A new Turkmen jihadist group calling itself “the Martyr Saighan Battalion” has released a communiqué announcing its creation and intention to join the insurgency in Iraq (iraqipa.net, February 15). The new formation is non-Arab, drawing its members from Iraq’s Turkmen community.
The Turkmen are the third-largest ethnicity in Iraq but insist that their total numbers are vastly underestimated in official statistics for political reasons—the Turkmen themselves estimate their numbers at between 2.5 to 3 million people. The Turkmen reside mainly in the oil-rich Kirkuk region, with smaller communities in Baghdad and the provinces of Mosul, Arbil, Diyala and Salah al-Din. Most Turkmen are descended from Oghuz Turks who were settled in Iraq for centuries as part of the Ottoman administration. Their Turkish dialect has suffered from efforts to suppress it that began in the 1930s and intensified under Saddam Hussein. The community is divided between Sunnis and Shiites, with a small minority of Christians. A number of political parties exist with the aim of preserving Turkmen ethnicity and rights in Iraq. These parties formed in reaction to the policies of Saddam Hussein, who not only refused to acknowledge the existence of Iraqi Turkmen, but dispersed them all over Iraq in an attempt at forced assimilation.
Politically, the Turkmen ethnic group has been a major player in determining the future status of northern Iraq, with the status of the oil-rich city of Kirkuk becoming a major source of tension between Kurds and Turkmen. Some Turkmen applauded the Turkish military’s recent incursion into northern Iraq as a blow to Kurdish aspirations for statehood in the region (Turkish Daily News, March 7). Militarily, the Turkmen have largely kept out of the insurgency against Coalition forces, but in cities like Tal Afar, Sunni and Shiite Turkmen have engaged in vicious sectarian violence within their own community.
“The Martyr Saighan Battalion” released its first communiqué on February 15, announcing that they are a part of the Iraqi people’s quest to rid Iraq of Coalition forces. The Sunni group confirmed its Islamist inclinations by addressing “insurgents on the path of resistance and jihad in the Islamic world.” The communiqué declares that the Turkmen youth of Kirkuk have decided to form a jihadist group to stop the enemy—the American occupiers—from exploiting Iraqi wealth. The group proclaimed that the Turkmen have, from day one of the invasion of Iraq, taken up arms and carried out resistance operations against the occupier, a claim later refuted by some jihadi forum members. Although there is no evidence for the field insurgency operations described by the Saighan battalion, Turkmen were praised for their role in the Iraqi insurgency by the purported leader of the Islamic State of Iraq, Abu Omar al-Baghdadi, in a speech last year: “I seize this opportunity to praise Iraqi Sunni Turkmen, heroes of Islam. We say to them, God bless you. You reminded us of your forefathers’ jihad that vanquished the Romans” (aljazeeratalk.net, August 31, 2007).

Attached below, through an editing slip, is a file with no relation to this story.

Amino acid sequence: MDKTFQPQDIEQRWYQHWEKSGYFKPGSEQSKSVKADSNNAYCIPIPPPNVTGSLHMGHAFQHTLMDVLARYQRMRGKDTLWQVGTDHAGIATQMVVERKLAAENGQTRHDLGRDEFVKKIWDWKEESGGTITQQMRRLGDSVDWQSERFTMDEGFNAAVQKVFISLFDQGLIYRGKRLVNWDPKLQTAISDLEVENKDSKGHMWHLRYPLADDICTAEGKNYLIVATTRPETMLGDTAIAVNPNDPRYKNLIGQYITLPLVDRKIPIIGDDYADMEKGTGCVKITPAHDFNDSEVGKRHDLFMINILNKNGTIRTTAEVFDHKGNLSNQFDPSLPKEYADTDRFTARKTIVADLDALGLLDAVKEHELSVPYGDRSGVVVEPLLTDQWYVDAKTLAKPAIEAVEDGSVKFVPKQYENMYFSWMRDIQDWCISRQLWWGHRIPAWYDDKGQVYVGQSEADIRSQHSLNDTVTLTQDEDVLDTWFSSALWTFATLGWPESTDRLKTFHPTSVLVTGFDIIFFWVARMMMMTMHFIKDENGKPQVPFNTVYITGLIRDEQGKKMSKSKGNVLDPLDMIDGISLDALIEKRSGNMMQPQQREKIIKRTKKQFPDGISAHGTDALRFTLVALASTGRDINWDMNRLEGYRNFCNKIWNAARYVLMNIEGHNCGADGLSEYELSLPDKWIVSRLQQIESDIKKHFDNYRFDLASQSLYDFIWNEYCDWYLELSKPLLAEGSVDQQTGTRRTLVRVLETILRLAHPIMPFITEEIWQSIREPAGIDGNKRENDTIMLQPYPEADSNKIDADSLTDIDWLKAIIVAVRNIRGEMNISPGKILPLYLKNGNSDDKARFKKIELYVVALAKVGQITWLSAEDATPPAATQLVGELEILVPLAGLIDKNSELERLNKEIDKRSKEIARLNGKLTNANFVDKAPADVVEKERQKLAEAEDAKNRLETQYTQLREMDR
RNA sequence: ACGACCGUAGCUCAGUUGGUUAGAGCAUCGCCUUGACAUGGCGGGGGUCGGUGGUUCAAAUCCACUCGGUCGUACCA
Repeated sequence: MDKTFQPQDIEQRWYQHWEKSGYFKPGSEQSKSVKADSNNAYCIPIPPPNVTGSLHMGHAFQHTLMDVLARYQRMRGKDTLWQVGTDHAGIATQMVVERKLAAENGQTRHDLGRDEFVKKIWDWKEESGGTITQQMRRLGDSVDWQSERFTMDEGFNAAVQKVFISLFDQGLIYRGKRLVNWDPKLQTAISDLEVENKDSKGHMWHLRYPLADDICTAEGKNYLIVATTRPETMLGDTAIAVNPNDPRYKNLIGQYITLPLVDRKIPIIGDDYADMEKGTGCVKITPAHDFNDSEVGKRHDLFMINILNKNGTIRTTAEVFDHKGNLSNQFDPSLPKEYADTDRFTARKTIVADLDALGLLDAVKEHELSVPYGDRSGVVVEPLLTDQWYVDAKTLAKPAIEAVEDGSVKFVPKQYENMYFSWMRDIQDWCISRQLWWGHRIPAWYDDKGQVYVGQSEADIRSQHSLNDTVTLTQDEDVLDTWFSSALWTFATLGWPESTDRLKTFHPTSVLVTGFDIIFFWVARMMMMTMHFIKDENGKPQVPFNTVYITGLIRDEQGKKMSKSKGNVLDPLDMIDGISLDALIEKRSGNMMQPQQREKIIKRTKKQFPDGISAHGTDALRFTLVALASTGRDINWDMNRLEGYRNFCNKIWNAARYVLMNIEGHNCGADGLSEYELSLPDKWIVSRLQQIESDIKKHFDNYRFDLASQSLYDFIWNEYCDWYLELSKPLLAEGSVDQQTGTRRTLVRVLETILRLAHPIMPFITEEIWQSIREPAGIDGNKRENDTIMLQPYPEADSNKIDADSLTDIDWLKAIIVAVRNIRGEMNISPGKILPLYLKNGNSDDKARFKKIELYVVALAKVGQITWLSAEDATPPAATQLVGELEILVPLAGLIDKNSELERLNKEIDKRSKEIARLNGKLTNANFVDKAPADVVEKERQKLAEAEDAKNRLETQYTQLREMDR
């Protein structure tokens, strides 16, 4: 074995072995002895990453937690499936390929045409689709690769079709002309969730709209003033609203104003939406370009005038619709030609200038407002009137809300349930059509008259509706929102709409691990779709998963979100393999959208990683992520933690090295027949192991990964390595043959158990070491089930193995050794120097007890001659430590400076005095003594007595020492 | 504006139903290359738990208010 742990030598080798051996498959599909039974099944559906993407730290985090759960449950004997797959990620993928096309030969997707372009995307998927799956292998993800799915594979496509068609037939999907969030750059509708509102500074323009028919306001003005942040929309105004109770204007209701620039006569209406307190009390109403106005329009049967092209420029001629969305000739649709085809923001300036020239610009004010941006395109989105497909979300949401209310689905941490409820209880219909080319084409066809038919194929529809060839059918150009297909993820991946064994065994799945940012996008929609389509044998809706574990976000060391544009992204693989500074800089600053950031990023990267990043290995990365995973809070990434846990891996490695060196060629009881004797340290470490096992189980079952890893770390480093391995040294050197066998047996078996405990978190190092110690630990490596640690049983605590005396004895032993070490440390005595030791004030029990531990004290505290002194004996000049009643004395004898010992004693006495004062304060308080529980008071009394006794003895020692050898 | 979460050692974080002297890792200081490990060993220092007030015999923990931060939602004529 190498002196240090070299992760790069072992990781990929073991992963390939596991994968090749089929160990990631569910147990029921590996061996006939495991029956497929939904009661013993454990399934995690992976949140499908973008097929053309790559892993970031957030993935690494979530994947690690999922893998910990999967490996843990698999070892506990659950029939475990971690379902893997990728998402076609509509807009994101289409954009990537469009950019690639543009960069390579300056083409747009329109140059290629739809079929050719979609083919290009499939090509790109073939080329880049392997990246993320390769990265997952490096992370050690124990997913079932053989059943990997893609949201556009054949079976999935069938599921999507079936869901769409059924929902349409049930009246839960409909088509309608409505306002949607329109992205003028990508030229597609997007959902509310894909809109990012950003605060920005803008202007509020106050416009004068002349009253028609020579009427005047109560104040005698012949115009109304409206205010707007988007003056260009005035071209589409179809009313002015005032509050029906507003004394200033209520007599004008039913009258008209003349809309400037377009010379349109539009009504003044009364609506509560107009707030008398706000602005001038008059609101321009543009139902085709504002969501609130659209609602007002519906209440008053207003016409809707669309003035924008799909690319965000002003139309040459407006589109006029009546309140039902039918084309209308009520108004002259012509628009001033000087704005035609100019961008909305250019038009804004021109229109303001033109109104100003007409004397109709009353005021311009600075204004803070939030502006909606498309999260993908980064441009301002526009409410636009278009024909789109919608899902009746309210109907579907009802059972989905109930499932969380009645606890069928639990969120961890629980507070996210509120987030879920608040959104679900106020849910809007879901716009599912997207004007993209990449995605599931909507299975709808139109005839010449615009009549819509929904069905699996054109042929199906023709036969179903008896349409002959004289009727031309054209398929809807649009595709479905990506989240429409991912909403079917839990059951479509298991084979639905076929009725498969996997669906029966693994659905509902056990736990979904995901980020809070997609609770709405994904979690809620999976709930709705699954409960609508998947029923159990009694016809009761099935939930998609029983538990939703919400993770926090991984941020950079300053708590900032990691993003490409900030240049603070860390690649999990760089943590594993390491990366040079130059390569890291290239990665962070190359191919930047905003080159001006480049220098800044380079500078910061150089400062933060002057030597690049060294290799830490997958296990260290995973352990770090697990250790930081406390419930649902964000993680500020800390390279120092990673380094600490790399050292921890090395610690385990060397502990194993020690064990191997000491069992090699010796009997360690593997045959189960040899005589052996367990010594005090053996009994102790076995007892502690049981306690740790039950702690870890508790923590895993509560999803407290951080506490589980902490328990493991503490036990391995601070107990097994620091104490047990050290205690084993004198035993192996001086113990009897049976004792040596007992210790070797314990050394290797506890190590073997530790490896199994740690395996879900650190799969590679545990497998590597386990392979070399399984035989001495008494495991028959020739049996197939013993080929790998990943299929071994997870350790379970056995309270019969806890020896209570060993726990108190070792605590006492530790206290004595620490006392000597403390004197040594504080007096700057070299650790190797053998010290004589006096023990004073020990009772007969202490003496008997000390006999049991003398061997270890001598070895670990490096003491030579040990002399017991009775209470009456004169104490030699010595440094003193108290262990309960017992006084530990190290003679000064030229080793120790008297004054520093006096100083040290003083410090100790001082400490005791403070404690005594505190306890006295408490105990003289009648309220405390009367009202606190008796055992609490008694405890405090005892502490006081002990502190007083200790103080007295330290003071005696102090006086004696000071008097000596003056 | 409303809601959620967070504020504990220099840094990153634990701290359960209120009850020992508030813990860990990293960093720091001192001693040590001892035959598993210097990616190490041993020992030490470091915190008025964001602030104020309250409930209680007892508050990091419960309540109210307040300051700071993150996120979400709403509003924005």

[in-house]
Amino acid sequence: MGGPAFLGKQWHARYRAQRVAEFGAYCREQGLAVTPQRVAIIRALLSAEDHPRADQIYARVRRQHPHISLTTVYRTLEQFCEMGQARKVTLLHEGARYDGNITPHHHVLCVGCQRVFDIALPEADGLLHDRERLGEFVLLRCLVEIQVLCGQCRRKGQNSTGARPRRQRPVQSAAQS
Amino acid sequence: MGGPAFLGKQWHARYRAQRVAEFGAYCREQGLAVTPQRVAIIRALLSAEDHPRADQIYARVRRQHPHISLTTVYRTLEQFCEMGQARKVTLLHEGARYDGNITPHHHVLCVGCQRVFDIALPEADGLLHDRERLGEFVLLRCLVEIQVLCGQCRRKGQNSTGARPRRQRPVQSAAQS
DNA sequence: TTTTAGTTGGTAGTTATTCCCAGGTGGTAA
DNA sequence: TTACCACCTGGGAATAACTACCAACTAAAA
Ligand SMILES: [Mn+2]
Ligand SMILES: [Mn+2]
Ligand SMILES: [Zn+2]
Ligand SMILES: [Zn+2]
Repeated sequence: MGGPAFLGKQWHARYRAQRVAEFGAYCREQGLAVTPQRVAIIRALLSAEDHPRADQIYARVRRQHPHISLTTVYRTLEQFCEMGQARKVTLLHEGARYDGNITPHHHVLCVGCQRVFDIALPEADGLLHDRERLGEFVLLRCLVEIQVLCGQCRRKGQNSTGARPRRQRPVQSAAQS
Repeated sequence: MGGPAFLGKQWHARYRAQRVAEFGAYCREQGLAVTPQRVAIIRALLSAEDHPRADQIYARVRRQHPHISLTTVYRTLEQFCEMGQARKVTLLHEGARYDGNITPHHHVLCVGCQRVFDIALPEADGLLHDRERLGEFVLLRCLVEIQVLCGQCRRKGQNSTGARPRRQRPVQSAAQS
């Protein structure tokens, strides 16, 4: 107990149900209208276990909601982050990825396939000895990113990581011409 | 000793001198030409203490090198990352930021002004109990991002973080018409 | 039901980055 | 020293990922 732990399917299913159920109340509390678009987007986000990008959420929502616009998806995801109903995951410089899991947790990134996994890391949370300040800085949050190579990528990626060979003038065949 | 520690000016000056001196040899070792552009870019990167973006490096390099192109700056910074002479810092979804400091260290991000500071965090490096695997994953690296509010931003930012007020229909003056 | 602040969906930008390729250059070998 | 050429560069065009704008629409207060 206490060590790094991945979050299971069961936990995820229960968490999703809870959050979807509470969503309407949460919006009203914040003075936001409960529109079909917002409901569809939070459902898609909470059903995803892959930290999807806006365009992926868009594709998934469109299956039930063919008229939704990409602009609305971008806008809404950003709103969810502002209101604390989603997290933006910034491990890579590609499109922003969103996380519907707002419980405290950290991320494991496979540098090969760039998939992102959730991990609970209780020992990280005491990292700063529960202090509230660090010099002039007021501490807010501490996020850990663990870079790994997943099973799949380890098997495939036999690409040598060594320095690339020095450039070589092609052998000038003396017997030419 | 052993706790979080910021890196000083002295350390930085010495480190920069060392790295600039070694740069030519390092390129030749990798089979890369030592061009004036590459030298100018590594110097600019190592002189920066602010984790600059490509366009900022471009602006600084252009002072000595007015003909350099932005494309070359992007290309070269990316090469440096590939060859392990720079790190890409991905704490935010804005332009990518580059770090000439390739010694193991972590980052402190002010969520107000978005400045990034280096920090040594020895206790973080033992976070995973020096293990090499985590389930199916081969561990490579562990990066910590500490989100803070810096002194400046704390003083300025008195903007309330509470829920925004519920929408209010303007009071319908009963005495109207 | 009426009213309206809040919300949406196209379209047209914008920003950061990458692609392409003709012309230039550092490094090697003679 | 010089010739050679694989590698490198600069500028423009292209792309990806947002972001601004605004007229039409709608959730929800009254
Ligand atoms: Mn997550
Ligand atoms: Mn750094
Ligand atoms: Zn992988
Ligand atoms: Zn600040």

The communiqué does not specify who Saighan is except that he sacrificed his life for the sake of religion, country and the people of Iraq. Saighan, however, is not mentioned by any of the many martyr-lists found on Iraqi Turkmen websites. The conclusion of the communiqué gives a strong indication of the group’s adherence to Salafi-jihadist tendencies: “We hail and join hands with all Iraqi jihadist groups to continue the path of jihad. We say to you that you have brothers in religion and nationality that raised the flag of jihad [and] resistance and kept up an Islamic jihadist front against the enemy. Together we will defeat the infidels like we did a century ago. We will work with you to restore the ummah’s glory and become one nation under one caliphate again.” The communiqué is signed “the Martyr Saighan’s Battalion—proud Kirkuk.”
Very few jihadi forum chatters commended or prayed for the new Turkmen jihadi battalion. Comments varied from the indifferent—“Everyone has the right to defend the land he lives on”—to the sarcastic: “Who is Saighan? Is he a companion of the Prophet? Were you out of the country and came back after five years of occupation? Our jihad doesn’t rely on ethnicity, [but] rather on religion. Salman al-Farsi [a companion of the Prophet Muhammad] bragged about his Muslim religion, not his ethnic origin.”
The formation of a jihadist group by some Turkmen should not be taken as an indication that a significant number of Sunni Turkmen are turning to Salafi-jihadist ideology. Nevertheless, the injustices and discrimination suffered by minority Iraqi Turkmen during the Arabization campaign of Saddam Hussein and the present difficulties in their relations with the Kurdish majority in northern Iraq have offered al-Qaeda an opportunity to solicit Turkmen seeking justice and equal citizenship rights for their ethnic group. The Iraqi government’s continuous negligence with respect to Turkmen claims of unjust treatment can be expected to encourage more Turkmen to ally themselves with the so-called Islamic State of Iraq.